The first concerned the use that would be made of the extraordinary powers, which in themselves were obviously juridically barbarous. It seemed to me clear that, despite the widespread acceptance in the country for the Institutional Act, ranging from enthusiasm to relief to passivity, tension between the hard line and the moderate line of the revolution was certainly not ended. (A) It was still visible in question whether governors-elect Negrao de Lima and Israel Pinheiro would be installed in office. (B) It would also be reflected in the extent of new cassations. (C) Then there was sensitive and important issue of restrictions of press freedom. On this point (although I had not yet seen Deptel 696),4 I said was well aware of irresponsibility of much of Brazilian press, having myself frequently been victim of distortions or misrepresentations, but President must be aware that foreign opinion regarding Brazil was formed by reporting of newpapermen and nothing could antagonize them more rapidly than restrictions on press freedom. Castello interrupted at this point to indicate his concurrence.
Second important issue for future, I continued, was that of his own tenure in office, referring to press reports his possible resignation on January 31. Mildness of some of foreign reaction to Institutional Act, I said, must be attributed to his own demonstrated record of moderation and personal confidence which he had inspired abroad.
Third critical issue concerned positive side of revolution, including success of Juracy’s effort to build political base and development of effective internal public relations emphasizing positive goals of modernization and constructive reform as well as opposition to corruption and subversion. Here too Castello interrupted to express [Page 491] concurrence, saying this required team effort and he was now reconstructing ministerial team with this as well as other points in mind.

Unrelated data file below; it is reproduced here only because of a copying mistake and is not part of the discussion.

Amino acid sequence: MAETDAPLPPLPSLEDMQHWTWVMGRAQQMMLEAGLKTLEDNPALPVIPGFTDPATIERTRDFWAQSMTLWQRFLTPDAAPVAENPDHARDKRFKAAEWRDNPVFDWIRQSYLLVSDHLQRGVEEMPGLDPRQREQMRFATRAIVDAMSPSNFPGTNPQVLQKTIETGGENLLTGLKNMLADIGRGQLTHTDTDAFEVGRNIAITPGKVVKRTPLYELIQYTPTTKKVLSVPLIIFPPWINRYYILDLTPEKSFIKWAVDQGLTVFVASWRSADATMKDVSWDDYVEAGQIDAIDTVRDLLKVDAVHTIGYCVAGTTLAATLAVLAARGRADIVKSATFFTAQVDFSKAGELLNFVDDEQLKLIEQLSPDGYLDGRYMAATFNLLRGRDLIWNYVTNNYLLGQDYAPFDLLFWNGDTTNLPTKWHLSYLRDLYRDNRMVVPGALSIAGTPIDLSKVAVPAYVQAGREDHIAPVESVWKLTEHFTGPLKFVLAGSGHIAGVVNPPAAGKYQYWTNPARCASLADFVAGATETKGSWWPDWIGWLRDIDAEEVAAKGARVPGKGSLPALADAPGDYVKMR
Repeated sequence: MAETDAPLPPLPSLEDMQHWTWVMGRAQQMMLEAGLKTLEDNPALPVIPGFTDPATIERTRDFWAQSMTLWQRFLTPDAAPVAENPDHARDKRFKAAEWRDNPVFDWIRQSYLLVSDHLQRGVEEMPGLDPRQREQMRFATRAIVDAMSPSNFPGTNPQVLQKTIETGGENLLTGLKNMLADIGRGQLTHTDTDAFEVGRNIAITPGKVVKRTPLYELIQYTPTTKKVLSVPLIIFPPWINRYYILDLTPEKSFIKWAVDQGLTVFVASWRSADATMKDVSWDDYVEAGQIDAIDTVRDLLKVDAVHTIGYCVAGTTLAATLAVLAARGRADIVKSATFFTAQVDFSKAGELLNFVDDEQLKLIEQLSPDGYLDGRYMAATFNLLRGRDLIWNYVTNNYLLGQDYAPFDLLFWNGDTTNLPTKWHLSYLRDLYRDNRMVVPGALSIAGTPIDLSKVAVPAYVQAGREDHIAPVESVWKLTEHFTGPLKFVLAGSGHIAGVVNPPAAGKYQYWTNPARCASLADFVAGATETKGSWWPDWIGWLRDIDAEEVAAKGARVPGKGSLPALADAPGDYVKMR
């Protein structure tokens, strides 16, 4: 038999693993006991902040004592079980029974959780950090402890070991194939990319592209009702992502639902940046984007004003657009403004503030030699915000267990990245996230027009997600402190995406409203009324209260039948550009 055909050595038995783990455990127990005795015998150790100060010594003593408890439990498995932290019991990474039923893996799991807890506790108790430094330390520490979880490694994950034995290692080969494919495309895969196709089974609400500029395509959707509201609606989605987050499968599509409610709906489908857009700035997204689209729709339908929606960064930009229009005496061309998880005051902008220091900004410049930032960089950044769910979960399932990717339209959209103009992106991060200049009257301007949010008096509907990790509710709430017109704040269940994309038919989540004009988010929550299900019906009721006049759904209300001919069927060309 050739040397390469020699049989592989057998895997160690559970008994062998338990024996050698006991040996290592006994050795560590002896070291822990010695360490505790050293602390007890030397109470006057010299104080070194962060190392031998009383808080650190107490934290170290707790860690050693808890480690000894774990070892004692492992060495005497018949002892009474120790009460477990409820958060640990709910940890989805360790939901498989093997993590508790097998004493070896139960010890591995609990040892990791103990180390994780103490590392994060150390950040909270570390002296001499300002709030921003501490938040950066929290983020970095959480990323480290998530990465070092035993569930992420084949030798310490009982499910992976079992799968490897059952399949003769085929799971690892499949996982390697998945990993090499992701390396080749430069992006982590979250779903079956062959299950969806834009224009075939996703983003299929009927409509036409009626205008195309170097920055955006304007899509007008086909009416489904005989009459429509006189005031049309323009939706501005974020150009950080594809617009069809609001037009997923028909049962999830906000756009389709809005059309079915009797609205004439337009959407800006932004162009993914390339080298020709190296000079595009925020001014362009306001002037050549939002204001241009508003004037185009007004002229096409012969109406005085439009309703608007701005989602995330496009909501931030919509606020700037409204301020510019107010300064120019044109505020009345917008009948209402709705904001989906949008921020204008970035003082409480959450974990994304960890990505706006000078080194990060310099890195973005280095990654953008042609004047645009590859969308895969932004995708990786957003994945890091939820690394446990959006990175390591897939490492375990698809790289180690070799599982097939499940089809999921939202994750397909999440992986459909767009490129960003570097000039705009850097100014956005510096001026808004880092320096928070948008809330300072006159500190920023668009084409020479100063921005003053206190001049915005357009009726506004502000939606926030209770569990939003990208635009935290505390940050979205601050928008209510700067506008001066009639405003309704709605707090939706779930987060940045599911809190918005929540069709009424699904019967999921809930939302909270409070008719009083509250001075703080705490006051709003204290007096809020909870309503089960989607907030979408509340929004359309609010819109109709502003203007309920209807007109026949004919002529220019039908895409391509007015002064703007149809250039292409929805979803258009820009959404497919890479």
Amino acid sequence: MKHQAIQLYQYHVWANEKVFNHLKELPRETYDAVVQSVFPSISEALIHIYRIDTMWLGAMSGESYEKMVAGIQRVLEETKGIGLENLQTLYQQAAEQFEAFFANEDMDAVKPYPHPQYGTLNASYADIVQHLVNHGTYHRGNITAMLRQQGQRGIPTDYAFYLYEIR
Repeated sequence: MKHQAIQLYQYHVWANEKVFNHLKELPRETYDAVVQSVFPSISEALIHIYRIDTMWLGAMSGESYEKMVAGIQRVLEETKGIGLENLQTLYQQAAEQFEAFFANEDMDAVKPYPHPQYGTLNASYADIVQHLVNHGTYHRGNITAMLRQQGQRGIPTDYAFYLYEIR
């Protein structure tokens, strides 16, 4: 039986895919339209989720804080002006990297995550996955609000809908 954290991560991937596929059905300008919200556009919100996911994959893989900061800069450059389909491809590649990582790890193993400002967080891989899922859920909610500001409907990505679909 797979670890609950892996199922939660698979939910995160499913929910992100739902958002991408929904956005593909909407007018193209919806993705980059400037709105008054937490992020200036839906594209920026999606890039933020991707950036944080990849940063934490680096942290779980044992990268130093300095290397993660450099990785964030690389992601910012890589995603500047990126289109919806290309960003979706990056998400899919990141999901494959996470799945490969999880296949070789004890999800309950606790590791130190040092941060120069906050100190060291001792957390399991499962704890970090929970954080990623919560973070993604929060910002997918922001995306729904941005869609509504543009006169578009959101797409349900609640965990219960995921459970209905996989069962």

Turning then to grounds for worry about future, I said that essential concern was that situation might slide into outright military dictatorship. Persons familiar with Brazilian history knew that historic political role of armed forces had been to intervene to place nation back on tracks of order and progress when it was threatened with being derailed, in effect exercising “moderating power” contained in the imperial constitution until 1889, but not themselves to govern. Now there seemed to be some indication of desire by armed forces to assume governmental responsibility itself. Men drawn from military career had of course played large part in Brazilian politics historically and at present, but I saw an important distinction between “civil military” types such as Juracy, Ney Braga, Jarbas Passarinho,5 and Castello Branco himself, and others whose essential view was that all problems could be resolved by force alone, rather than by persuasion and enlisting of public support or a judicious mixture between persuasion and force. If this latter type won control, I could see no reason to expect Brazil to be exempt from universal rule that force breeds counterforce. I felt that radical left in Brazil, as illustrated in nomination of Marshal Lott,6 had been deliberately trying to precipitate military dictatorship in hopes of securing power through long-run broadly based united front movement of protest and reaction.
President listened attentively to this long exposition, interrupting at several points but not dissenting. He remarked that few people outside Brazil had understood depth of corruption and subversion which had been tolerated under Kubitschek and then actively stimulated under Goulart. He cited a statement of Luis Carlos Prestes, Secretary of Brazilian Communist Party, in late 1963 to affect that “We already have the government but do not yet have the power.” Thence effort to neutralize armed forces by subversive organization of NCO’s. This led to digression in which we compared Goulart regime to recent Indonesian experience under Sukarno, perhaps only two historic examples of deliberate “superversion” of national institutions in mistaken view that Communists could always be controlled.